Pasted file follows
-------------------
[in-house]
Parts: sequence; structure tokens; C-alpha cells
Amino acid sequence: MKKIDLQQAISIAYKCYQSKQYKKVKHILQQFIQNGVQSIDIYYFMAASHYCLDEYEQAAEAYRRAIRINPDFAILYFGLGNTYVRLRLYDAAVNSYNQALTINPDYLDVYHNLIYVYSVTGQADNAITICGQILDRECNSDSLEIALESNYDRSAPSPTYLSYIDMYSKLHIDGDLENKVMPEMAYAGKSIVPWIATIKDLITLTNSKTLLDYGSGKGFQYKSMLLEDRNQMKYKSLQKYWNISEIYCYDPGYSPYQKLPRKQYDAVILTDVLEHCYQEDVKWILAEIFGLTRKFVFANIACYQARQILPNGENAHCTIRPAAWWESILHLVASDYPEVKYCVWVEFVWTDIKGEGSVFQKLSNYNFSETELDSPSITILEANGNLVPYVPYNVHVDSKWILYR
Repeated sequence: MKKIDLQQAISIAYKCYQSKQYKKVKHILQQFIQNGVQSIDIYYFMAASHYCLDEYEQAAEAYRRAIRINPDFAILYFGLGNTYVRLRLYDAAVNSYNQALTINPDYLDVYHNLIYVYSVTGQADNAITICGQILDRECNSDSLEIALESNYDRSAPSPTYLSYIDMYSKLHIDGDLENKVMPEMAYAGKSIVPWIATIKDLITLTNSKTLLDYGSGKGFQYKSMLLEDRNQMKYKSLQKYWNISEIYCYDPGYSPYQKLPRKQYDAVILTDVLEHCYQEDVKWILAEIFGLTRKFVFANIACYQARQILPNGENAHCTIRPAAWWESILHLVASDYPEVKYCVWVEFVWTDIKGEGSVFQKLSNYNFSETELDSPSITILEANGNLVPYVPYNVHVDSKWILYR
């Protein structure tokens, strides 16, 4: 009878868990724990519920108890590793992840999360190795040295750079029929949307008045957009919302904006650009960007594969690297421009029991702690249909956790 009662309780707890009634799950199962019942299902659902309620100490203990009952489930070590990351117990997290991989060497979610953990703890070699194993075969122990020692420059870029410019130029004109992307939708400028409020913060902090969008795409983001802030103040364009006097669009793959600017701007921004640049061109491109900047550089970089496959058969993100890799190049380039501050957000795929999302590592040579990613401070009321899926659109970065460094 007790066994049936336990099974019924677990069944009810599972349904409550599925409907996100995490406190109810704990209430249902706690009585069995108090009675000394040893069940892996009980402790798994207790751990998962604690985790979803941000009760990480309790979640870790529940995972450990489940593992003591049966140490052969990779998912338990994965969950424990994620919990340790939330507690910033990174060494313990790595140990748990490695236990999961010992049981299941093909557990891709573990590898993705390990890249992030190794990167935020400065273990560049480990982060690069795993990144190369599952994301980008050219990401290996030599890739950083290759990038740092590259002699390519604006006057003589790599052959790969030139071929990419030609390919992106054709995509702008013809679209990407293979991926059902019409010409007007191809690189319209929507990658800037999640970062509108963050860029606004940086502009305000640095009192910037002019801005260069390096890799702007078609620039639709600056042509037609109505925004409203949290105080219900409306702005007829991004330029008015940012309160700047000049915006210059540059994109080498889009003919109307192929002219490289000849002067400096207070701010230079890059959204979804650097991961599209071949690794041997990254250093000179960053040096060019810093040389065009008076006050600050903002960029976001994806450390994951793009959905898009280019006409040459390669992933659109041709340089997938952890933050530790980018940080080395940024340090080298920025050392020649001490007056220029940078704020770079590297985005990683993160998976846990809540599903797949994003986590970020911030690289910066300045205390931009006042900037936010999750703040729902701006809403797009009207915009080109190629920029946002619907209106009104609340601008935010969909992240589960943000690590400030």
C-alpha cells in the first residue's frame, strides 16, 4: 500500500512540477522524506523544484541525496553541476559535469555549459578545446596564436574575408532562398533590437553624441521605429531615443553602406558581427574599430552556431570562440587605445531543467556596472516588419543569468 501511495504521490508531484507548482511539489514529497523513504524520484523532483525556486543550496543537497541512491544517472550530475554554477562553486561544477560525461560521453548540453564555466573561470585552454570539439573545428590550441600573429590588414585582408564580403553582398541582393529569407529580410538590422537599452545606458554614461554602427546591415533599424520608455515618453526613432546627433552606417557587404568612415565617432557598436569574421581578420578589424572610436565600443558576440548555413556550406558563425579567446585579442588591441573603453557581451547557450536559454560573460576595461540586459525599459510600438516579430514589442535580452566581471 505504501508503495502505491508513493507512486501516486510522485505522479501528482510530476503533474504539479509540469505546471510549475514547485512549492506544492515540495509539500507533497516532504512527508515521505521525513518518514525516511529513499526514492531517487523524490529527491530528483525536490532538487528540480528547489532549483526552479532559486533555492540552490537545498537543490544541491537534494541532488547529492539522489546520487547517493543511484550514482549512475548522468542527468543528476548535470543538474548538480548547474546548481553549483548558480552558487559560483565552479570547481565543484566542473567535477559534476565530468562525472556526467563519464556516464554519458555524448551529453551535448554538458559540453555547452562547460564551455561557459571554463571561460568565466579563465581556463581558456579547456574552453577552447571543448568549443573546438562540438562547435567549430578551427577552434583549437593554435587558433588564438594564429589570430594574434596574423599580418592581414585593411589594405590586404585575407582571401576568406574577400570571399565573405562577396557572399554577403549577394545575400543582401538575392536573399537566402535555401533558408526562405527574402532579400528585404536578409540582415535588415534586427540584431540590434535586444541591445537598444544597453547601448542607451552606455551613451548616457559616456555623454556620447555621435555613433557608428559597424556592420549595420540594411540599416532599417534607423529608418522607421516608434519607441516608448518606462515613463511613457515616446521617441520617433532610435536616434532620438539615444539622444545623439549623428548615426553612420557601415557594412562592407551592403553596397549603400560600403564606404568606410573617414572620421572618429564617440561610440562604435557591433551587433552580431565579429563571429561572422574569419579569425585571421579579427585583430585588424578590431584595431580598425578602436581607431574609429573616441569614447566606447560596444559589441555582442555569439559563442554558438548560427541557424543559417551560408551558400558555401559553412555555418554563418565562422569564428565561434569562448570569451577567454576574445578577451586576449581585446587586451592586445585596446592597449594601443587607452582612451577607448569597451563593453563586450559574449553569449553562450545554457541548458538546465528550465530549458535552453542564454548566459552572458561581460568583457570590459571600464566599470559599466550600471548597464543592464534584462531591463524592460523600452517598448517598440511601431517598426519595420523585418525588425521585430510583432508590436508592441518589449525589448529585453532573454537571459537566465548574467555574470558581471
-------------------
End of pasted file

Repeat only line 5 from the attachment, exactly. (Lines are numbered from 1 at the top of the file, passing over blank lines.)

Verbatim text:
């Protein structure tokens, strides 16, 4: 009878868990724990519920108890590793992840999360190795040295750079029929949307008045957009919302904006650009960007594969690297421009029991702690249909956790 009662309780707890009634799950199962019942299902659902309620100490203990009952489930070590990351117990997290991989060497979610953990703890070699194993075969122990020692420059870029410019130029004109992307939708400028409020913060902090969008795409983001802030103040364009006097669009793959600017701007921004640049061109491109900047550089970089496959058969993100890799190049380039501050957000795929999302590592040579990613401070009321899926659109970065460094 007790066994049936336990099974019924677990069944009810599972349904409550599925409907996100995490406190109810704990209430249902706690009585069995108090009675000394040893069940892996009980402790798994207790751990998962604690985790979803941000009760990480309790979640870790529940995972450990489940593992003591049966140490052969990779998912338990994965969950424990994620919990340790939330507690910033990174060494313990790595140990748990490695236990999961010992049981299941093909557990891709573990590898993705390990890249992030190794990167935020400065273990560049480990982060690069795993990144190369599952994301980008050219990401290996030599890739950083290759990038740092590259002699390519604006006057003589790599052959790969030139071929990419030609390919992106054709995509702008013809679209990407293979991926059902019409010409007007191809690189319209929507990658800037999640970062509108963050860029606004940086502009305000640095009192910037002019801005260069390096890799702007078609620039639709600056042509037609109505925004409203949290105080219900409306702005007829991004330029008015940012309160700047000049915006210059540059994109080498889009003919109307192929002219490289000849002067400096207070701010230079890059959204979804650097991961599209071949690794041997990254250093000179960053040096060019810093040389065009008076006050600050903002960029976001994806450390994951793009959905898009280019006409040459390669992933659109041709340089997938952890933050530790980018940080080395940024340090080298920025050392020649001490007056220029940078704020770079590297985005990683993160998976846990809540599903797949994003986590970020911030690289910066300045205390931009006042900037936010999750703040729902701006809403797009009207915009080109190629920029946002619907209106009104609340601008935010969909992240589960943000690590400030």